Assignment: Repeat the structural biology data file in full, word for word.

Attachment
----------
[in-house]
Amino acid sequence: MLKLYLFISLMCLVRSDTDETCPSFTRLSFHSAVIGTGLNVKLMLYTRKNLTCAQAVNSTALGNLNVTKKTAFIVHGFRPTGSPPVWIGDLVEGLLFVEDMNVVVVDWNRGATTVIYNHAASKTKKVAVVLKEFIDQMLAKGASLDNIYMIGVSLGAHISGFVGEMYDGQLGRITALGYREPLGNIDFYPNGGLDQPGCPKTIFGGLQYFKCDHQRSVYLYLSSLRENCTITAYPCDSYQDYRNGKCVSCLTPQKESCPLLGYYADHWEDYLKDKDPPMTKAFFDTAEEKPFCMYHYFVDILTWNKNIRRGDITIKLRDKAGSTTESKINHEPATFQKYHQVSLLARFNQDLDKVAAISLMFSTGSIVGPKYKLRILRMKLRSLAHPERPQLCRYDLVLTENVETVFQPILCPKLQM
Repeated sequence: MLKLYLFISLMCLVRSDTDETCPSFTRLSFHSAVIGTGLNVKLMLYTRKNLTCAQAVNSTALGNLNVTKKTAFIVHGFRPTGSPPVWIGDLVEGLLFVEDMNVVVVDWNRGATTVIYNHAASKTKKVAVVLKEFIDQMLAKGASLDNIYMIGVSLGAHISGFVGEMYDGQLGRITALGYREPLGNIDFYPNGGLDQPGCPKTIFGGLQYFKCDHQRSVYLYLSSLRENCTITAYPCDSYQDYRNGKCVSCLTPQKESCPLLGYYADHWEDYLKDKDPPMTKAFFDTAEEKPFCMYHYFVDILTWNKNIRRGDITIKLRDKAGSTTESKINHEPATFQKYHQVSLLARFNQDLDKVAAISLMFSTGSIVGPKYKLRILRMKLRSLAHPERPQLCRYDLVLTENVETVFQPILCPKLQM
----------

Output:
[in-house]
Amino acid sequence: MLKLYLFISLMCLVRSDTDETCPSFTRLSFHSAVIGTGLNVKLMLYTRKNLTCAQAVNSTALGNLNVTKKTAFIVHGFRPTGSPPVWIGDLVEGLLFVEDMNVVVVDWNRGATTVIYNHAASKTKKVAVVLKEFIDQMLAKGASLDNIYMIGVSLGAHISGFVGEMYDGQLGRITALGYREPLGNIDFYPNGGLDQPGCPKTIFGGLQYFKCDHQRSVYLYLSSLRENCTITAYPCDSYQDYRNGKCVSCLTPQKESCPLLGYYADHWEDYLKDKDPPMTKAFFDTAEEKPFCMYHYFVDILTWNKNIRRGDITIKLRDKAGSTTESKINHEPATFQKYHQVSLLARFNQDLDKVAAISLMFSTGSIVGPKYKLRILRMKLRSLAHPERPQLCRYDLVLTENVETVFQPILCPKLQM
Repeated sequence: MLKLYLFISLMCLVRSDTDETCPSFTRLSFHSAVIGTGLNVKLMLYTRKNLTCAQAVNSTALGNLNVTKKTAFIVHGFRPTGSPPVWIGDLVEGLLFVEDMNVVVVDWNRGATTVIYNHAASKTKKVAVVLKEFIDQMLAKGASLDNIYMIGVSLGAHISGFVGEMYDGQLGRITALGYREPLGNIDFYPNGGLDQPGCPKTIFGGLQYFKCDHQRSVYLYLSSLRENCTITAYPCDSYQDYRNGKCVSCLTPQKESCPLLGYYADHWEDYLKDKDPPMTKAFFDTAEEKPFCMYHYFVDILTWNKNIRRGDITIKLRDKAGSTTESKINHEPATFQKYHQVSLLARFNQDLDKVAAISLMFSTGSIVGPKYKLRILRMKLRSLAHPERPQLCRYDLVLTENVETVFQPILCPKLQM